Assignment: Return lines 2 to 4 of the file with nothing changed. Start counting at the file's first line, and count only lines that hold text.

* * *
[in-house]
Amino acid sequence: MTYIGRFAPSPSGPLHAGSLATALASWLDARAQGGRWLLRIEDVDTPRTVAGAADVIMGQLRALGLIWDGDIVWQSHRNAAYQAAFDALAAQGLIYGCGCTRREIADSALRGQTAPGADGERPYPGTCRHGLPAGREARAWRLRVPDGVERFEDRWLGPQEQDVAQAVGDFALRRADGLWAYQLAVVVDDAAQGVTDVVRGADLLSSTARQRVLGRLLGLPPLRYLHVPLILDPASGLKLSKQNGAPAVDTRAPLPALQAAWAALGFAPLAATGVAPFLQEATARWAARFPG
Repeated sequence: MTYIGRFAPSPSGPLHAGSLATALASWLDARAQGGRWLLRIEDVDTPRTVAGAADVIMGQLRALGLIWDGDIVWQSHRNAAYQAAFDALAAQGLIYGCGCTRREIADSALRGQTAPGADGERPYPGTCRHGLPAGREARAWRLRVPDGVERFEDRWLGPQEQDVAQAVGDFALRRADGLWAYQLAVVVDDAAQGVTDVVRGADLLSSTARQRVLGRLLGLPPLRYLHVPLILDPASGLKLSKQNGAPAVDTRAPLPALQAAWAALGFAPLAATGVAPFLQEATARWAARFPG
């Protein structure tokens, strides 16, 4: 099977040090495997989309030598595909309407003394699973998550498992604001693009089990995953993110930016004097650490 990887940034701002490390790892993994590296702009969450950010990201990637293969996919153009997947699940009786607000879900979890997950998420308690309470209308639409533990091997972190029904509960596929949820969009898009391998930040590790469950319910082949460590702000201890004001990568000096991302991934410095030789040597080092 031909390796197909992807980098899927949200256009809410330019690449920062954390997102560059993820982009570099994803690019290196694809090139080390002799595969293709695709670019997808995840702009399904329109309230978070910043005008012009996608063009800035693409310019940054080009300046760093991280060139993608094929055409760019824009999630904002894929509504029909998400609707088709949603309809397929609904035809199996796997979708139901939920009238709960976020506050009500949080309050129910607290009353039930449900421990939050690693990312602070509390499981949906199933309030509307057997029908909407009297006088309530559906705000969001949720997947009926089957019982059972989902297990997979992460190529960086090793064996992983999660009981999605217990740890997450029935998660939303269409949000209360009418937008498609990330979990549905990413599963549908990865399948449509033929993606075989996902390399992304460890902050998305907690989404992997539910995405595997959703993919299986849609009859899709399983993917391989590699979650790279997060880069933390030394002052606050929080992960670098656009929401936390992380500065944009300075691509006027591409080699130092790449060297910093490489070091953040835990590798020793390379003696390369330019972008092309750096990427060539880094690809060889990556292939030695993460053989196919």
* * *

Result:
Amino acid sequence: MTYIGRFAPSPSGPLHAGSLATALASWLDARAQGGRWLLRIEDVDTPRTVAGAADVIMGQLRALGLIWDGDIVWQSHRNAAYQAAFDALAAQGLIYGCGCTRREIADSALRGQTAPGADGERPYPGTCRHGLPAGREARAWRLRVPDGVERFEDRWLGPQEQDVAQAVGDFALRRADGLWAYQLAVVVDDAAQGVTDVVRGADLLSSTARQRVLGRLLGLPPLRYLHVPLILDPASGLKLSKQNGAPAVDTRAPLPALQAAWAALGFAPLAATGVAPFLQEATARWAARFPG
Repeated sequence: MTYIGRFAPSPSGPLHAGSLATALASWLDARAQGGRWLLRIEDVDTPRTVAGAADVIMGQLRALGLIWDGDIVWQSHRNAAYQAAFDALAAQGLIYGCGCTRREIADSALRGQTAPGADGERPYPGTCRHGLPAGREARAWRLRVPDGVERFEDRWLGPQEQDVAQAVGDFALRRADGLWAYQLAVVVDDAAQGVTDVVRGADLLSSTARQRVLGRLLGLPPLRYLHVPLILDPASGLKLSKQNGAPAVDTRAPLPALQAAWAALGFAPLAATGVAPFLQEATARWAARFPG
């Protein structure tokens, strides 16, 4: 099977040090495997989309030598595909309407003394699973998550498992604001693009089990995953993110930016004097650490 990887940034701002490390790892993994590296702009969450950010990201990637293969996919153009997947699940009786607000879900979890997950998420308690309470209308639409533990091997972190029904509960596929949820969009898009391998930040590790469950319910082949460590702000201890004001990568000096991302991934410095030789040597080092 031909390796197909992807980098899927949200256009809410330019690449920062954390997102560059993820982009570099994803690019290196694809090139080390002799595969293709695709670019997808995840702009399904329109309230978070910043005008012009996608063009800035693409310019940054080009300046760093991280060139993608094929055409760019824009999630904002894929509504029909998400609707088709949603309809397929609904035809199996796997979708139901939920009238709960976020506050009500949080309050129910607290009353039930449900421990939050690693990312602070509390499981949906199933309030509307057997029908909407009297006088309530559906705000969001949720997947009926089957019982059972989902297990997979992460190529960086090793064996992983999660009981999605217990740890997450029935998660939303269409949000209360009418937008498609990330979990549905990413599963549908990865399948449509033929993606075989996902390399992304460890902050998305907690989404992997539910995405595997959703993919299986849609009859899709399983993917391989590699979650790279997060880069933390030394002052606050929080992960670098656009929401936390992380500065944009300075691509006027591409080699130092790449060297910093490489070091953040835990590798020793390379003696390369330019972008092309750096990427060539880094690809060889990556292939030695993460053989196919």